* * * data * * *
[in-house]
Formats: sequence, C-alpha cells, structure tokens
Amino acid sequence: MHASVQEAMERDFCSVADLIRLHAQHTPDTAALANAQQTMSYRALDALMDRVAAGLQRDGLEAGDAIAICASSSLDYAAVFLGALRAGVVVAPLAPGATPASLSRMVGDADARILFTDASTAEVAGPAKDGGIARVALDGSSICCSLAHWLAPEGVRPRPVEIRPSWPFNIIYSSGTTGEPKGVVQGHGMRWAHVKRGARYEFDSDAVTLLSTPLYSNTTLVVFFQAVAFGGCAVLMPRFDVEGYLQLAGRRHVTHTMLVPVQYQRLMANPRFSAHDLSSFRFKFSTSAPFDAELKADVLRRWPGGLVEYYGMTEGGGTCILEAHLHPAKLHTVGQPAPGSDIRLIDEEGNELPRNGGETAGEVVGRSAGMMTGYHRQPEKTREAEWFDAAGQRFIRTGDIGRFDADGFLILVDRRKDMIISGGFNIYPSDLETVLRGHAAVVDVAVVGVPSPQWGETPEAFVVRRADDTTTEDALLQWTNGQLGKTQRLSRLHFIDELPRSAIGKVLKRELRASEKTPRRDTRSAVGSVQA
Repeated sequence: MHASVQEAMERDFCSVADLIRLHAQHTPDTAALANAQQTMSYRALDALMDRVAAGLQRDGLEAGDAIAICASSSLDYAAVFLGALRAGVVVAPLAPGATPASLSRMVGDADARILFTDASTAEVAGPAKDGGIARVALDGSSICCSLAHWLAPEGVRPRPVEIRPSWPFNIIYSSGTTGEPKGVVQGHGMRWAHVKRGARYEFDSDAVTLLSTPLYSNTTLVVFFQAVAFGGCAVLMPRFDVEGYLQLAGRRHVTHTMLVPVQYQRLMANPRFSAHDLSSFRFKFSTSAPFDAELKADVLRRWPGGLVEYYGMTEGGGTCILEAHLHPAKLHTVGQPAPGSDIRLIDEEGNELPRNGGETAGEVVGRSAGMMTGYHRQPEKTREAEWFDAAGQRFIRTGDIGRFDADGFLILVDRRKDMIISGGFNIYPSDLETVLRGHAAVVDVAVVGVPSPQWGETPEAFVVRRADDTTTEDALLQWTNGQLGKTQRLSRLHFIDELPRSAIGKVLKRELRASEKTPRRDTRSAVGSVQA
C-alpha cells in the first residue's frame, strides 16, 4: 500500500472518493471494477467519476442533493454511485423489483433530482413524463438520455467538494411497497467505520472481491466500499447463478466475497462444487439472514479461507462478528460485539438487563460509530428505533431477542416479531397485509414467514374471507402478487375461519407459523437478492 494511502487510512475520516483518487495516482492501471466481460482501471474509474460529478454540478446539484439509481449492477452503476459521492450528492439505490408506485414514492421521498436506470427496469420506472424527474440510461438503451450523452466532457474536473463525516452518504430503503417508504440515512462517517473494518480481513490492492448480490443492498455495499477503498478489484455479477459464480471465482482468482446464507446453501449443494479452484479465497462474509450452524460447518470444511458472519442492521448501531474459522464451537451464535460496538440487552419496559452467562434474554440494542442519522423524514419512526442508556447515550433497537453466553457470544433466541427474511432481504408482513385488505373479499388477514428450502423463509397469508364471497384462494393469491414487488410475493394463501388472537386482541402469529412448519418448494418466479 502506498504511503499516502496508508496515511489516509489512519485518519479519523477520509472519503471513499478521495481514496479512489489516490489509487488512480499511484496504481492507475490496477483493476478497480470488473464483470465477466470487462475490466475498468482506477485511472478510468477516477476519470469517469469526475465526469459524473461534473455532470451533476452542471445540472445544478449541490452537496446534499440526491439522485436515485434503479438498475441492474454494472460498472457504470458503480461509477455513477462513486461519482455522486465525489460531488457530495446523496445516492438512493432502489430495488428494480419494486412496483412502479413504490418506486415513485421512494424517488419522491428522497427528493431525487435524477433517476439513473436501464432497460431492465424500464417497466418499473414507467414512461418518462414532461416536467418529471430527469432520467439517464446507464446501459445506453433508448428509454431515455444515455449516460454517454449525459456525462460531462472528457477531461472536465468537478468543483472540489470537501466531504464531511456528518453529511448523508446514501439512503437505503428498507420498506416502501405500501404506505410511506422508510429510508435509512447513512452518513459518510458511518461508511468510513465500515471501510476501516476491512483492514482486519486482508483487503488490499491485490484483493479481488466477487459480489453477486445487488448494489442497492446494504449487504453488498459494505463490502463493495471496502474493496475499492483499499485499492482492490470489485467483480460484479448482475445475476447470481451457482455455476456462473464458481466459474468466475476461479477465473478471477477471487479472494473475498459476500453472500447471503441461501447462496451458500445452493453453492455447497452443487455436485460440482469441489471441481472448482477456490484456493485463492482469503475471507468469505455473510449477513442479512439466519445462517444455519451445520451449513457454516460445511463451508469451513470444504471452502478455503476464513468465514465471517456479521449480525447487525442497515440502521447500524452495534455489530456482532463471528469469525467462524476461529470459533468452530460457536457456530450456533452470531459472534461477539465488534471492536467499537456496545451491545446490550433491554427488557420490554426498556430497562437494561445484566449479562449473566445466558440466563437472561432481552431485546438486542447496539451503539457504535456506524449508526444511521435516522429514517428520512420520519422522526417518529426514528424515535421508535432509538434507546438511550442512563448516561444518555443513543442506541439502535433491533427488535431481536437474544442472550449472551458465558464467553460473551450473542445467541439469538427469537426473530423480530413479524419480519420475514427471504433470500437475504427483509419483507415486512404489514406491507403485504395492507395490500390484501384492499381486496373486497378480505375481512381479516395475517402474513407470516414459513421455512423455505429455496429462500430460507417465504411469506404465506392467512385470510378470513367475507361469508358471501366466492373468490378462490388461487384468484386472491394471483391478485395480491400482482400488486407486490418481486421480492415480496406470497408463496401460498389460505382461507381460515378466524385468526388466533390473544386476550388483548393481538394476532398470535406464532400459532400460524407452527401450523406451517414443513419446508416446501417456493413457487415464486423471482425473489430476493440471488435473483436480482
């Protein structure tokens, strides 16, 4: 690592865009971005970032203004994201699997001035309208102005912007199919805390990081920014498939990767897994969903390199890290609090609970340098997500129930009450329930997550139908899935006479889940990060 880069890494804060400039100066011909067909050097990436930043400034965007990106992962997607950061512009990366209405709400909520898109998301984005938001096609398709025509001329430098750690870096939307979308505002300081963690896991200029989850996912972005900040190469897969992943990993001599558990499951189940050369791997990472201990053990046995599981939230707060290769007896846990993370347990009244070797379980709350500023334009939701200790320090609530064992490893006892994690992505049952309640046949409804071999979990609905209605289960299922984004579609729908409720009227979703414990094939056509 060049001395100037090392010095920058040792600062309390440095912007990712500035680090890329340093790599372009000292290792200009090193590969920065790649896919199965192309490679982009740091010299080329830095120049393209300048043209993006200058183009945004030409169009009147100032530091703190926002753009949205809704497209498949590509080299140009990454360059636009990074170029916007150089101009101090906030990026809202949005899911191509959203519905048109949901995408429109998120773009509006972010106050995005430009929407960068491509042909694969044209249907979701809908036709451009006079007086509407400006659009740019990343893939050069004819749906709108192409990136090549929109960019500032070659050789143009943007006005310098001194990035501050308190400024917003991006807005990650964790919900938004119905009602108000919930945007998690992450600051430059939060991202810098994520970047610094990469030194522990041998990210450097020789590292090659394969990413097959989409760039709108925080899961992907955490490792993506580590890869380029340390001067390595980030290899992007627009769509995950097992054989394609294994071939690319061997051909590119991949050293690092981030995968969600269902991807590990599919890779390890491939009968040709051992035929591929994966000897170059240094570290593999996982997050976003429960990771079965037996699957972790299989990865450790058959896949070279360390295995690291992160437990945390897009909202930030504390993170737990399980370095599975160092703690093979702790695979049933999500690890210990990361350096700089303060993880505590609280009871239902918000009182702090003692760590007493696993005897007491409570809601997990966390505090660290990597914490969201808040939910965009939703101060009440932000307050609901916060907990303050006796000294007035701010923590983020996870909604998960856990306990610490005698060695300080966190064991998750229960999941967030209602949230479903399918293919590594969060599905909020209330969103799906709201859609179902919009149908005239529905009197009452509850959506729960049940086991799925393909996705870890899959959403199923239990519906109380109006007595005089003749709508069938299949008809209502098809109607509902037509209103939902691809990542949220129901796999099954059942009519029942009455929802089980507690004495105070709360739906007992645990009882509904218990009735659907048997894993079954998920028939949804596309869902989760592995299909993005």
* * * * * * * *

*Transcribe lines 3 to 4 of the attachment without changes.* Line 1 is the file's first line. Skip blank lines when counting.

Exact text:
Amino acid sequence: MHASVQEAMERDFCSVADLIRLHAQHTPDTAALANAQQTMSYRALDALMDRVAAGLQRDGLEAGDAIAICASSSLDYAAVFLGALRAGVVVAPLAPGATPASLSRMVGDADARILFTDASTAEVAGPAKDGGIARVALDGSSICCSLAHWLAPEGVRPRPVEIRPSWPFNIIYSSGTTGEPKGVVQGHGMRWAHVKRGARYEFDSDAVTLLSTPLYSNTTLVVFFQAVAFGGCAVLMPRFDVEGYLQLAGRRHVTHTMLVPVQYQRLMANPRFSAHDLSSFRFKFSTSAPFDAELKADVLRRWPGGLVEYYGMTEGGGTCILEAHLHPAKLHTVGQPAPGSDIRLIDEEGNELPRNGGETAGEVVGRSAGMMTGYHRQPEKTREAEWFDAAGQRFIRTGDIGRFDADGFLILVDRRKDMIISGGFNIYPSDLETVLRGHAAVVDVAVVGVPSPQWGETPEAFVVRRADDTTTEDALLQWTNGQLGKTQRLSRLHFIDELPRSAIGKVLKRELRASEKTPRRDTRSAVGSVQA
Repeated sequence: MHASVQEAMERDFCSVADLIRLHAQHTPDTAALANAQQTMSYRALDALMDRVAAGLQRDGLEAGDAIAICASSSLDYAAVFLGALRAGVVVAPLAPGATPASLSRMVGDADARILFTDASTAEVAGPAKDGGIARVALDGSSICCSLAHWLAPEGVRPRPVEIRPSWPFNIIYSSGTTGEPKGVVQGHGMRWAHVKRGARYEFDSDAVTLLSTPLYSNTTLVVFFQAVAFGGCAVLMPRFDVEGYLQLAGRRHVTHTMLVPVQYQRLMANPRFSAHDLSSFRFKFSTSAPFDAELKADVLRRWPGGLVEYYGMTEGGGTCILEAHLHPAKLHTVGQPAPGSDIRLIDEEGNELPRNGGETAGEVVGRSAGMMTGYHRQPEKTREAEWFDAAGQRFIRTGDIGRFDADGFLILVDRRKDMIISGGFNIYPSDLETVLRGHAAVVDVAVVGVPSPQWGETPEAFVVRRADDTTTEDALLQWTNGQLGKTQRLSRLHFIDELPRSAIGKVLKRELRASEKTPRRDTRSAVGSVQA